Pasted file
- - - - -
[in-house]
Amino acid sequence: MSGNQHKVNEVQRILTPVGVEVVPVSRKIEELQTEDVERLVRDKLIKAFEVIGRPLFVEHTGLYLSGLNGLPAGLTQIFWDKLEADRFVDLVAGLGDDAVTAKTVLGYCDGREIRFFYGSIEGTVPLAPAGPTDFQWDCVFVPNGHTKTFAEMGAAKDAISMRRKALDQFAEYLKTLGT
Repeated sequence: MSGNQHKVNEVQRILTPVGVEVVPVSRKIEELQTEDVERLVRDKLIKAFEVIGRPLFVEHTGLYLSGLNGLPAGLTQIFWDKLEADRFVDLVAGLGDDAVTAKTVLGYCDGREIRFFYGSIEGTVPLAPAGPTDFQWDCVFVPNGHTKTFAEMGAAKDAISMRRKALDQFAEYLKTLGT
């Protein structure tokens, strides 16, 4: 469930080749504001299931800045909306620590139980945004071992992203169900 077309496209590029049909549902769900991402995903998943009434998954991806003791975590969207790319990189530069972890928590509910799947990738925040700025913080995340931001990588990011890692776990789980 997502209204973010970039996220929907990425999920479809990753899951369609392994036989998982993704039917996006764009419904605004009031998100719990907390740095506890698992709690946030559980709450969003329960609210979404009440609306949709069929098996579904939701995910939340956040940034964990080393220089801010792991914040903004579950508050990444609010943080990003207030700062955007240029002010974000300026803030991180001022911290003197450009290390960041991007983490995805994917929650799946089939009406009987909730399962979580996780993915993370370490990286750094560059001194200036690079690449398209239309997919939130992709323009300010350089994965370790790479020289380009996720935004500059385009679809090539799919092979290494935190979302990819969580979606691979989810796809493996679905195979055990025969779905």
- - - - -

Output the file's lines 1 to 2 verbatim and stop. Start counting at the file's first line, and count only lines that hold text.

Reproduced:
[in-house]
Amino acid sequence: MSGNQHKVNEVQRILTPVGVEVVPVSRKIEELQTEDVERLVRDKLIKAFEVIGRPLFVEHTGLYLSGLNGLPAGLTQIFWDKLEADRFVDLVAGLGDDAVTAKTVLGYCDGREIRFFYGSIEGTVPLAPAGPTDFQWDCVFVPNGHTKTFAEMGAAKDAISMRRKALDQFAEYLKTLGT